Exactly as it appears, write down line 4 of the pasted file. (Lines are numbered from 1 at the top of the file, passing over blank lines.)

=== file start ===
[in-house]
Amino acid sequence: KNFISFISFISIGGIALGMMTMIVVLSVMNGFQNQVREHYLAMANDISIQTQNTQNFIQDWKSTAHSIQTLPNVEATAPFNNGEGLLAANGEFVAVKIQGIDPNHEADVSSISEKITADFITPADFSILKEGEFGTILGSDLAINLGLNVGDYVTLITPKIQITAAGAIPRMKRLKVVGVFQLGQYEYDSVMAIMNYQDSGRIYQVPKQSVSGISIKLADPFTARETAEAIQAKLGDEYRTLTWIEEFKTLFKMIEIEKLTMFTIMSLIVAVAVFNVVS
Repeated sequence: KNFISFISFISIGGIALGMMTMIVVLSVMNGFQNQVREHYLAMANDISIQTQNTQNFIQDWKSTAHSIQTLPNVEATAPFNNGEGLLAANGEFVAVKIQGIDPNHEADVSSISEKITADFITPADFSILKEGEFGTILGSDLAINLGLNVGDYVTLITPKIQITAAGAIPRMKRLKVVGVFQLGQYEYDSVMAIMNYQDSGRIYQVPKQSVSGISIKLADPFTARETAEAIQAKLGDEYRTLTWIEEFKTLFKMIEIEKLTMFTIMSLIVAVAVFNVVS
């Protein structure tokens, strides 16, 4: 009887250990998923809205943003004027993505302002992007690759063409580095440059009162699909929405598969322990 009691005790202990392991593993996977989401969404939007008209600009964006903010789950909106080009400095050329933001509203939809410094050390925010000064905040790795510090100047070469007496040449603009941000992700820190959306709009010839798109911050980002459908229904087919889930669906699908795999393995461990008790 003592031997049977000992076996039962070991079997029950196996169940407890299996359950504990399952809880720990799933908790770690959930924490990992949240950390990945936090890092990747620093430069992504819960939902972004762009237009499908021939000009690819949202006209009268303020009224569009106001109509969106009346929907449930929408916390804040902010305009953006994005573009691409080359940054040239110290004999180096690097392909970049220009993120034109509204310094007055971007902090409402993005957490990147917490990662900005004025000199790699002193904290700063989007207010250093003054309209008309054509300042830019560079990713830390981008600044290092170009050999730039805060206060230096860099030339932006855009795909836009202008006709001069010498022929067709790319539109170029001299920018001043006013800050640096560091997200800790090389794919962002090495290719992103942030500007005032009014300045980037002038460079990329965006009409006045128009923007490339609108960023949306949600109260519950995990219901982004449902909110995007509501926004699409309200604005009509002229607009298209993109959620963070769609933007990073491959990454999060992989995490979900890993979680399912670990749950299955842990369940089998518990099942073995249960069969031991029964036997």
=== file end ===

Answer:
């Protein structure tokens, strides 16, 4: 009887250990998923809205943003004027993505302002992007690759063409580095440059009162699909929405598969322990 009691005790202990392991593993996977989401969404939007008209600009964006903010789950909106080009400095050329933001509203939809410094050390925010000064905040790795510090100047070469007496040449603009941000992700820190959306709009010839798109911050980002459908229904087919889930669906699908795999393995461990008790 003592031997049977000992076996039962070991079997029950196996169940407890299996359950504990399952809880720990799933908790770690959930924490990992949240950390990945936090890092990747620093430069992504819960939902972004762009237009499908021939000009690819949202006209009268303020009224569009106001109509969106009346929907449930929408916390804040902010305009953006994005573009691409080359940054040239110290004999180096690097392909970049220009993120034109509204310094007055971007902090409402993005957490990147917490990662900005004025000199790699002193904290700063989007207010250093003054309209008309054509300042830019560079990713830390981008600044290092170009050999730039805060206060230096860099030339932006855009795909836009202008006709001069010498022929067709790319539109170029001299920018001043006013800050640096560091997200800790090389794919962002090495290719992103942030500007005032009014300045980037002038460079990329965006009409006045128009923007490339609108960023949306949600109260519950995990219901982004449902909110995007509501926004699409309200604005009509002229607009298209993109959620963070769609933007990073491959990454999060992989995490979900890993979680399912670990749950299955842990369940089998518990099942073995249960069969031991029964036997």